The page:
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BSE caused by toxic farm chemicals, inquiry told

02 April 1998
BSE caused by toxic farm chemicals, inquiry told

THE compulsory use of organophosphates (OPs) in the early 1980s to eradicate warble fly in the national cattle herd might have sparked mad cow disease, the BSE inquiry heard today.

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BSE caused by toxic farm chemicals, inquiry told

02 April 1998
BSE caused by toxic farm chemicals, inquiry told

By Boyd Champness

THE compulsory use of organophosphates (OPs) in the early 1980s to eradicate warble fly in the national cattle herd might have sparked mad cow disease, the BSE inquiry heard today.

Organic farmer Mark Purdy told the inquiry that under the Warble Fly Order of 1982, farmers were required to treat their cattle with organophosphates twice a year.

He said the doses were significantly higher than those allowed in other countries. And because of the way the OPs were applied – poured directly on to the animals back – he feared the chemicals would penetrate the central nervous system, causing long-term damage to the nerve proteins, which would manifest into an epidemic of neurological disease in years to come.

When the BSE disease emerged several years later, Mr Purdy said he couldnt swallow the Governments official line that it was created by feeding cattle infected meat and bone meal (MBM).

He said the USA and Canada both produced MBM for bovine consumption in the same way as the UK, and that British MBM manufacturers had exported their product to the Middle East – yet there have been no reported cases of BSE in these parts of the world.

Whats more, farmers in France, Ireland and particularly Switzerland were encouraged to use organophosphates to fight warble fly, but not at the same high doses. These countries have relatively higher incidence of BSE compared with the rest of Europe (except for the UK).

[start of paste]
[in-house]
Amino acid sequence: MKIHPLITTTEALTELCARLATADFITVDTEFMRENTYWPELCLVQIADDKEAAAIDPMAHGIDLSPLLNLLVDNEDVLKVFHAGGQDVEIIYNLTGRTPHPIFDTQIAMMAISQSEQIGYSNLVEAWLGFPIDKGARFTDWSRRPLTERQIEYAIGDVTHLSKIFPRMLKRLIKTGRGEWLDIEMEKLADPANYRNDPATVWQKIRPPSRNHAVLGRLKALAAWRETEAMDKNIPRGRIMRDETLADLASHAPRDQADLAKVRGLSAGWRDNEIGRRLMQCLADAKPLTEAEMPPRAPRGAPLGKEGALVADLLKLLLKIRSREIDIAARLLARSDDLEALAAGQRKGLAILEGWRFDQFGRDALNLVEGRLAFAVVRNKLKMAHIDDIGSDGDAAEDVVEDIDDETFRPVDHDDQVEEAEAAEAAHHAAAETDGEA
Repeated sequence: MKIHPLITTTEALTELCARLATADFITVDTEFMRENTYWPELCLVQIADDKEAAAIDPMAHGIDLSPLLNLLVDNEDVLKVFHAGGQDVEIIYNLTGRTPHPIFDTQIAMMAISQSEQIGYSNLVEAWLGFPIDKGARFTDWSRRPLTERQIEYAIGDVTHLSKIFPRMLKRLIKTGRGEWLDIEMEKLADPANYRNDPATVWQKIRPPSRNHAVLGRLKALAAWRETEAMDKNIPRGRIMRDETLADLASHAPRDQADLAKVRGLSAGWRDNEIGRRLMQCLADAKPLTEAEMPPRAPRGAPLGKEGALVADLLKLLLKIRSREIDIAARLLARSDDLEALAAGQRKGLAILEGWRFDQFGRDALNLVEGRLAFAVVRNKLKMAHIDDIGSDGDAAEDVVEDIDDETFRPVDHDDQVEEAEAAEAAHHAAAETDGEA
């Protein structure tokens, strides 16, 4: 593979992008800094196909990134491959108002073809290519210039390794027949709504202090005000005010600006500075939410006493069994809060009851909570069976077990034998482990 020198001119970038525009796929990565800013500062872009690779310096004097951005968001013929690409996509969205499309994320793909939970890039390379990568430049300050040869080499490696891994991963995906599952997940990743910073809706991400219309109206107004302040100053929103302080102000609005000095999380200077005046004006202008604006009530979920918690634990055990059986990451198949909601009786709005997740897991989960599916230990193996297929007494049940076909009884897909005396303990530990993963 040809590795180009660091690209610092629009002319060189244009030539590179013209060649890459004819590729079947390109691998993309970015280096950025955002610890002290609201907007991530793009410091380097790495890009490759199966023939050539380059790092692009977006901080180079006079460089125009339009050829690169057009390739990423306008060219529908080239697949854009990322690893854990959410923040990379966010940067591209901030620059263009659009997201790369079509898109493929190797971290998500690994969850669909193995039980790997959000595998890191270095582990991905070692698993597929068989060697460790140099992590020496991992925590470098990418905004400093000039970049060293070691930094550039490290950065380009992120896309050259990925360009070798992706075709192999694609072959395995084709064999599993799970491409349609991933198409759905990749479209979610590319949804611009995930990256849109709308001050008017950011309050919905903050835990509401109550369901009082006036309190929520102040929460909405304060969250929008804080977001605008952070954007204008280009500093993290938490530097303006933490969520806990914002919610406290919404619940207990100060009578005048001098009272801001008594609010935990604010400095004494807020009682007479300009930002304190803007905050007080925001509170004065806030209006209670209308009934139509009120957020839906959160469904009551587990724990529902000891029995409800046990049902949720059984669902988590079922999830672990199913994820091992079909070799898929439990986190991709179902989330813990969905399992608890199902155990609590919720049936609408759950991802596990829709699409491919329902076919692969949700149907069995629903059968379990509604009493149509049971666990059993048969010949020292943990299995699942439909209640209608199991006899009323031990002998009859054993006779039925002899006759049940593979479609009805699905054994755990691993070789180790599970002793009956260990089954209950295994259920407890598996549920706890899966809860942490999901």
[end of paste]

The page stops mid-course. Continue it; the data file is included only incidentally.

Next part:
Mr Purdy said he originally believed that OPs were the sole cause of BSE, but he now believes that a combination of infected MBM material and the heavy use of OPs “accelerated” the disease in British cattle.

Mr Purdy must be pleased that his theory is now being taken seriously. An all-party group of MPs examining OPs has called for further investigation into the subject.

The groups chairman Paul Tyler, Lib-Dem MP for Cornwall North, said: “It seems that there is too much of a coincidence that the use of organophosphate warble fly treatments in the 1980s coincided with the enormous expansion of the experience of BSE.”

“It is absolutely essential that Sir Nicholas Phillipss inquiry tests this theory. We cannot go on with this potential hanging over peoples heads,” Mr Tyler said.

Once the MBM ban was imposed in 1988, scientists predicted that the disease would rapidly die out. But this hypothesis was discounted when thousands of cattle continued to develop the disease well after the ban.

This was put down to rogue farmers keeping bags of MBM on their farms, MBM manufacturers accidentally allowing infected material to enter new lines of protein feed and maternal transmission.

The fact that the warble fly campaign continued until the early 1990s wasnt even considered, Mr Purdy said.

“But the thinking farmer was very weary of accepting the Governments hypothesis, that BSE was caused by meat and bone meal and that scrapie had somehow jumped from sheep to cattle,” he told the inquiry.

In 1984, Mr Purdy successfully challenged the legality of the 1982 Warble Fly Order compelling farmers to use OPs. At the time, he was one of only two organic farmers in the high-risk region where the compulsory use of OPs was required. The win enabled him to use a non-OP product to fight warble fly.

Since then, he has had three cases of BSE on his farm, but all three animals were purchased from conventional farms where OPs had been used.

“Its pretty cut-and-dried. There have been no cases of BSE on any fully converted organic farms (in this country),” Mr Purdy said.

The inquiry has adjourned for several weeks to enable Sir Justice Phillips and his colleagues to consider the evidence brought forward so far.

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